The news recently that Beijing-based Anbang Insurance Group agreed to buy the storied Waldorf Astoria New York for $1.95 billion reveals a lot about the current flow of international capital to U.S.commercial real estate.
Foreign buyers are showing an insatiable appetite for world-class core real estate investments and dropping bags of money on some of the biggest properties in the U.S.
The 1,413-room, 1.68 million square-foot Waldorf Astoria price comes to a stunning $1.38 million per room, the equivalent of $3,780 per night per room for one year. The sale is believed to qualify as the highest price ever paid for a single hotel and is the largest U.S. property purchase by a Chinese firm ever.
The Waldorf Astoria New York per room price surpasses the $1.03 million per room Qatar-based investors paid for the St. Regis Bal Harbour this past January. In that deal, Al Rayyan Tourism Investment Co. (with the incongruous acronym of ARTIC) and Starwood Hotels & Resorts Worldwide acquired the Miami resort for a mere $213 million.
“This acquisition complements our investment focus on world class assets in prime locations as we continue to expand our presence around the globe,” said H.E. Sheikh Faisal Bin Qassim Al Thani, chairman of ARTIC.
Sandwiched between those transactions was the acquisition of the former Robinsons-May department store site on Wilshire Boulevard in tony Beverly Hills by Wanda Group, China’s largest property developer. Wanda said it plans to build a luxury five-star Wanda Vista hotel and apartments at the location.
The sale of the former Robinsons-May department store site qualifies as one of the largest on the West Coast in recent years as Asian investors, particularly Chinese developers, have diversified their commercial real estate acquisitions in the U.S. According to CBRE, which has been tracking the increase of Asian investment in U.S. commercial real estate, overall investment in U.S. real estate by Asian investors in 2014 (for all property sectors) is expected to surpass the previous record in 2013.
In fact, with the acquisition of The Waldorf Astoria by Anbang, Asian investment in New York commercial real estate has already surpassed figures for the entire year of 2013. Hotel transactions by Asian investors in the U.S. to date this year have also surpassed volumes for the entire year of 2013.
An analysis of more than 225 hotel property sales of more than $10 million this year tracked by CoStar Group shows that foreign investors accounted for nearly 10% of the deals by deal volume but more than 20% of the dollar volume.
The average sale price of foreign investor hotel purchases this year was $65.9 million at an average of $208,532 per room. That beats the average prices of hotels purchased by domestic buyers, which came in at $61.4 million and $185,082 respectively.
Overseas Investors Driving U.S. Price Increases
According to DZT, Chinese capital is now being invested across all of the eight core gateway U.S. cities, with Boston, San Francisco and Los Angeles in the lead.
“The U.S. market continues its upward trend, reaching a new post-crisis record of $267 billion, representing a 33% increase on the same period a year ago,” said John Wickes, head of Americas Research at DTZ. who noted that sales volumes rose by 38% over the quarter, pushing volumes over the past year to 23% higher than the same period a year ago.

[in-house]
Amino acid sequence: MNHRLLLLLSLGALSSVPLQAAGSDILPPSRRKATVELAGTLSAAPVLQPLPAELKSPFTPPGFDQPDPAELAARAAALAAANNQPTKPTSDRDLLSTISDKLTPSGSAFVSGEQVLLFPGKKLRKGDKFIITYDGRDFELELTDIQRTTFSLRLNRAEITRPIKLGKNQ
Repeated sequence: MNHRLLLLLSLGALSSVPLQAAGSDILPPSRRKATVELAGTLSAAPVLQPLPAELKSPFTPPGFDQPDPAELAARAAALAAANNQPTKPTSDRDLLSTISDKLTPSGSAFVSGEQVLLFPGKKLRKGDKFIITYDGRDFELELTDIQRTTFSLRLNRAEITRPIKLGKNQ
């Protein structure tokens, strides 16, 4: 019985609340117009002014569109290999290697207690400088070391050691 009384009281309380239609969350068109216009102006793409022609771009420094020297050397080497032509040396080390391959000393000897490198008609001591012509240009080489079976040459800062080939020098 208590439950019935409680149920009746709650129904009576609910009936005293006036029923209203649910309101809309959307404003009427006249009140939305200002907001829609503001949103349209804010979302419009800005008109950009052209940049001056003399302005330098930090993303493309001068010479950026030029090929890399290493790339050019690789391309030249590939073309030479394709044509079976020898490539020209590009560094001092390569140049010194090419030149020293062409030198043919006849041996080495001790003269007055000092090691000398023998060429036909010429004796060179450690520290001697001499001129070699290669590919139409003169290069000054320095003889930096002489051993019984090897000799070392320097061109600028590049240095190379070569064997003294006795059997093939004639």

While more than a quarter (27%) of the capital targeting the main eight cities originated from Asia Pacific, investors from different continents also are on a spending spree.
Nearly half (47% or $9.2 billion) of non-North American investment came from internationally sourced capital, including some U.S.-headquartered fund managers who raised capital in multiple jurisdictions, DZT noted.
Moving Beyond the Core Markets
While core cities still dominate, investment activity by overseas investors is spreading to an increased number of other markets as investors relax their risk tolerance and the number of available premier properties on the market dwindles, according Cushman & Wakefield’s annual Winning in Growth Cities report released this week.
“While gateway cities remain a primary focus for investors, interest in a broader spread of locations is increasingly apparent due to improved confidence and finance availability as well as a lack of supply in core cities, said Cushman & Wakefield’s International CEO, Carlo Barel di Sant’Albano. “Risk appetites have expanded in the U.S. and buyers in Europe and Asia are following suit, particularly where local partners can be found.
The Cushman & Wakefield report also stated competition to buy will continue to push up prices, with prime yields down 13 basis points globally to 7% last year and likely to at least match this in the year ahead.
With better signs emerging in the U.S. that the economic recovery is picking up and much of the increased investment to date driven by higher pension fund allocations and growing international demand from high net worth investors, in both cases notably from Asia, the global real estate services firm expects foreign demand for U.S. real estate is likely to escalate in the year ahead.
All of this global capital is impacting U.S. property prices, DZT researchers noted. The strong weight of capital has pushed office cap rates to near 10-year lows.
“Looking ahead, we see U.S. volumes and prices rising further. With a new record of nearly $150 billion of new capital targeting the U.S. markets, investors will need to move up the risk curve to achieve the same returns,” said Nigel Almond, head of Capital Markets Research at DTZ.
As with all real estate cycles, there are concerns over how long it will last. DTZ’s Almond noted that relative value remains good for the moment, which he attributes to low government bond yields. But he said time might be running out for investors to take advantage, as bond yields are expected to increase at some point in the next few years.